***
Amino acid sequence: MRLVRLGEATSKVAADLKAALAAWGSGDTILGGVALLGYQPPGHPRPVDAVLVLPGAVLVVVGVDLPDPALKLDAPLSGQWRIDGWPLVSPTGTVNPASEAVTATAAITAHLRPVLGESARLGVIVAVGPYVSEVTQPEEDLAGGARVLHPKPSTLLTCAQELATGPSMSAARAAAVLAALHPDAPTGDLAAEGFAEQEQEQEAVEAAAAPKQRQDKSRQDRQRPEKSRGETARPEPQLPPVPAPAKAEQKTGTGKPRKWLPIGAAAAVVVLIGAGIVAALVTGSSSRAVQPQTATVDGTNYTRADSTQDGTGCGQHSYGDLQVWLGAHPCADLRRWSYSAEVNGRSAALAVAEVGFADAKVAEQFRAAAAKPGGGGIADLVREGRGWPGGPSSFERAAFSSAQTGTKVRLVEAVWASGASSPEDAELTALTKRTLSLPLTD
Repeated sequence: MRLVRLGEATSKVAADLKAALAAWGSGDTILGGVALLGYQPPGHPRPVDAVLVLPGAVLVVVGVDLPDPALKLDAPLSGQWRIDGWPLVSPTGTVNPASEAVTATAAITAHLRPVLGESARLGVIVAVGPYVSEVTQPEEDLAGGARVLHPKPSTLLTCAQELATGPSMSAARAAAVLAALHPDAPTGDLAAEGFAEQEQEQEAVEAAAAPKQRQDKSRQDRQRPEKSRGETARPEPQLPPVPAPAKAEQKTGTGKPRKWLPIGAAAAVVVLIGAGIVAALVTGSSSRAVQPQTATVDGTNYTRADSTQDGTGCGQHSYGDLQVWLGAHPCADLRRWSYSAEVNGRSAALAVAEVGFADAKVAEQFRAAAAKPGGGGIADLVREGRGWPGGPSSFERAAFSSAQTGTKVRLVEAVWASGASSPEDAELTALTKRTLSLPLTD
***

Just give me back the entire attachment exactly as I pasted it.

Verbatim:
Amino acid sequence: MRLVRLGEATSKVAADLKAALAAWGSGDTILGGVALLGYQPPGHPRPVDAVLVLPGAVLVVVGVDLPDPALKLDAPLSGQWRIDGWPLVSPTGTVNPASEAVTATAAITAHLRPVLGESARLGVIVAVGPYVSEVTQPEEDLAGGARVLHPKPSTLLTCAQELATGPSMSAARAAAVLAALHPDAPTGDLAAEGFAEQEQEQEAVEAAAAPKQRQDKSRQDRQRPEKSRGETARPEPQLPPVPAPAKAEQKTGTGKPRKWLPIGAAAAVVVLIGAGIVAALVTGSSSRAVQPQTATVDGTNYTRADSTQDGTGCGQHSYGDLQVWLGAHPCADLRRWSYSAEVNGRSAALAVAEVGFADAKVAEQFRAAAAKPGGGGIADLVREGRGWPGGPSSFERAAFSSAQTGTKVRLVEAVWASGASSPEDAELTALTKRTLSLPLTD
Repeated sequence: MRLVRLGEATSKVAADLKAALAAWGSGDTILGGVALLGYQPPGHPRPVDAVLVLPGAVLVVVGVDLPDPALKLDAPLSGQWRIDGWPLVSPTGTVNPASEAVTATAAITAHLRPVLGESARLGVIVAVGPYVSEVTQPEEDLAGGARVLHPKPSTLLTCAQELATGPSMSAARAAAVLAALHPDAPTGDLAAEGFAEQEQEQEAVEAAAAPKQRQDKSRQDRQRPEKSRGETARPEPQLPPVPAPAKAEQKTGTGKPRKWLPIGAAAAVVVLIGAGIVAALVTGSSSRAVQPQTATVDGTNYTRADSTQDGTGCGQHSYGDLQVWLGAHPCADLRRWSYSAEVNGRSAALAVAEVGFADAKVAEQFRAAAAKPGGGGIADLVREGRGWPGGPSSFERAAFSSAQTGTKVRLVEAVWASGASSPEDAELTALTKRTLSLPLTD